They are blissfully easy and things we practice daily, to certain extent, you can see how their meanings also represent an opposite for example if you are practicing ahimsa or non-violence you are at the same time practicing compassion. Someone practicing santosha/contentment is also working hard to let go of things which do not serve them.

In 2013 I will try to be more aware of my observances and restraints, praise myself for doing something positive for myself and judge myself less when I do something less than perfect.

(I have also vowed to juice each day, get in the garden and master some sirsasana variations and I’m sure ahimsa and santosha will help me if it happens or not :))

I would like to leave you with the beautiful words of gorgeous yogini, Elena Brower

‘My intentions for the new year: Say less, listen more. Work less, sleep more. Judge less, love more’

May your 2013 be simple, inspiring, filled with happiness and health.

Namaste xx

Evangelical Yogi

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Last week I got married, it was the greatest day of my life and I cannot be happier. 🙂 🙂 🙂

This week as I slowly slip back into a routine and have had two wonderful practices in the past day I realise how much an effect not doing yoga has on my body. The feelings and sensations much stronger then that of doing yoga, go figure! My body was stiff and tightly wound, my brain foggy and when I laid down in savasana at the end of my first solid practice in over a week i thought to myself , that’s the shit.

My body has felt s much  beautiful emotion, love, anxiety, nervousness and happiness over the past month to get back on the mat and be completely in my body was such relief. The familiar soreness I carry to remind me that I’m getting stronger, the smooth breath cultivated through pranayama and the unusually quiet mind, remind me of why I love yoga. When I first started doing yoga I wondered why everyone didn’t do yoga, I was righteous and to borrow my fellow yogi, Tricia’s words, ‘evangelical’! Yoga makes sense to me in a way that perhaps swimming or cycling does to someone else, but its also for me, it suits my body and my mind. It is unrealistic when I believe in my heart that we are all so individual, that yoga asana is for everyone. It is also incredibly egotistical and ridiculous to think that yoga will prevent disease, aging or other.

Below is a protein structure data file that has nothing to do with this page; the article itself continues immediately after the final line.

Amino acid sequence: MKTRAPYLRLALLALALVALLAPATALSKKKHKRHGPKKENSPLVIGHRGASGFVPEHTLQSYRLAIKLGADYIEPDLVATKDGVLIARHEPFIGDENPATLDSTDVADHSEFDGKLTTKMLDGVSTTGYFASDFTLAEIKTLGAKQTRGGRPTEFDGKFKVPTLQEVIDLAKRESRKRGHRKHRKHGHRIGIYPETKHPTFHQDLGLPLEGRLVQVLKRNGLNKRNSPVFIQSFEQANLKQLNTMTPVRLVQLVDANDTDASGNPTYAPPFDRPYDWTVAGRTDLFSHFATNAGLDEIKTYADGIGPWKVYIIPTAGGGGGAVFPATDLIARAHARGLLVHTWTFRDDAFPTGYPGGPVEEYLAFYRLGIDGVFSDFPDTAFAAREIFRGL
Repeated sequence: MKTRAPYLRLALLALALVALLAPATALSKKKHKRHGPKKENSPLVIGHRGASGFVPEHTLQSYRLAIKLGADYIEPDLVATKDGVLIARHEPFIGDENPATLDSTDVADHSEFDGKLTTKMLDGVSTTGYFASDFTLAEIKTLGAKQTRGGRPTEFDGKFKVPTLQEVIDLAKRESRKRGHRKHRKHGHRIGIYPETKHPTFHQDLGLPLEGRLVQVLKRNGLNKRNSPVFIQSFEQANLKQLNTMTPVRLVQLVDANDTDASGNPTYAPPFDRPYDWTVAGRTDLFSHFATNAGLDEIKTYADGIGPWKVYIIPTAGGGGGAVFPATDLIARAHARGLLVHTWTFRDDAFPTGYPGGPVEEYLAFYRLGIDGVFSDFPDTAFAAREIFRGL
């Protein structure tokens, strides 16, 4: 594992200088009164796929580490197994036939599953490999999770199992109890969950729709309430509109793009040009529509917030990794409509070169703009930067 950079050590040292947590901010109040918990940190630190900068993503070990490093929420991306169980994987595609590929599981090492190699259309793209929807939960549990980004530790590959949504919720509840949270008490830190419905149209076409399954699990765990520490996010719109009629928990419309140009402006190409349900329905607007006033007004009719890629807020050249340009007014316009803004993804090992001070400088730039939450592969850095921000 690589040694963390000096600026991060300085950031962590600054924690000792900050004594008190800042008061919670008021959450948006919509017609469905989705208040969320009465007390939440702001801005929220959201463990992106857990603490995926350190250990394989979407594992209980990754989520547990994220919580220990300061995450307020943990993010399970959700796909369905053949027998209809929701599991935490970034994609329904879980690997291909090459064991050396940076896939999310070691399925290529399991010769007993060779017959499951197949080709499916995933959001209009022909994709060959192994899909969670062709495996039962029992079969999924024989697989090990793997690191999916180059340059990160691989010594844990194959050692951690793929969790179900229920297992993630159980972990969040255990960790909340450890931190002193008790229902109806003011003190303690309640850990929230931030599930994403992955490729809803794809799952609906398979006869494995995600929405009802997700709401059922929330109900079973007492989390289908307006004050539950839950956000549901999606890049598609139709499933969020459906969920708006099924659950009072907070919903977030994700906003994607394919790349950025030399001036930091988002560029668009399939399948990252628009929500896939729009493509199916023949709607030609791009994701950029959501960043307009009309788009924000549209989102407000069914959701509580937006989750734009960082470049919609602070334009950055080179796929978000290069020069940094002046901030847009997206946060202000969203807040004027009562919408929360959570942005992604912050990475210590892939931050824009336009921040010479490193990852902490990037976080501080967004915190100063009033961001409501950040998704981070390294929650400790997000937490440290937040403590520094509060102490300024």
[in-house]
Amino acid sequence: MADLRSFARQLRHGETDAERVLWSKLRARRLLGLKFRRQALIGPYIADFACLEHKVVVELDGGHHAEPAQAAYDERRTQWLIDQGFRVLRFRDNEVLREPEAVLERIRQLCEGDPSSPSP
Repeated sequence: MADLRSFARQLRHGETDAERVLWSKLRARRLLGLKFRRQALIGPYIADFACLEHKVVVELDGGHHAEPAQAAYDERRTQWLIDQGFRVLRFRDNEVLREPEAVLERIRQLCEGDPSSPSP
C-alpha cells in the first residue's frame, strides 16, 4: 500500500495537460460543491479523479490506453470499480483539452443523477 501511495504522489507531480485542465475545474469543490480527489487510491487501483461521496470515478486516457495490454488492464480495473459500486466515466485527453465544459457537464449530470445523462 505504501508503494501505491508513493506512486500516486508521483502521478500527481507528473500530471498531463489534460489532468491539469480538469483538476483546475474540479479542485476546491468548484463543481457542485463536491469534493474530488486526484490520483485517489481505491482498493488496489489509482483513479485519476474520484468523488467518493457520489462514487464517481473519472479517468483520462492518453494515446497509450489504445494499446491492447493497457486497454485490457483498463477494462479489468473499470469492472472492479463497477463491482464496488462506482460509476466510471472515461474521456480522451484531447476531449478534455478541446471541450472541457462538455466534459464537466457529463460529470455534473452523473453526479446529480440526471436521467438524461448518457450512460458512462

My new husband is not a yogi, that is however his beautiful supta baddha konasana in the photo above, he has a job that is hard on his body and works long, unusual hours and would benefit greatly from an asana practice. The few times I have managed to be so ‘evangelical’ about the benefits of yoga, he has agreed to do some* he does beautiful yoga, his is blessed with a naturally athletic, strong body, he walks lighter and seems more centered afterwards. He also agreed in his wedding vows to take some yoga classes. ( man after my heart, I know)

But tonight sitting here feeling my yoga buzz probably combined with the sugar high from the chai shortbread I am devouring, I don’t mind if he ever steps on the mat. I know it would be of course of benefit, therapeutic even, helping to combat some of the impact his work has on his body, help him unwind, maybe even inspire him to quit smoking and eat better but he probably knows this too. If he wanted to do yoga or more importantly, if there was something about his life he wanted to change and yoga could help, all he has to do is ask his wife she is a yoga teacher after all!

I think, potentially…actually probably, I’m projecting my own desire of wanting Tom to enjoy yoga with me, than Tom just enjoying yoga so from now on I will stop. Who knows, maybe one day he may step on the mat of his own accord and maybe he won’t, I’ll love him just as much either way. I will however continue to tell him of the benefits of lying with legs up the wall after a long shift, nag him about smoking and tell him to not be so terrified of vegetable juice.

I promise to stop pushing yoga on people and just love it all to myself!

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Namaste

xxxx

* When I say does yoga only poses that are either supine/lying down or sitting, and his face probably does more yoga wincing and complaining then he does!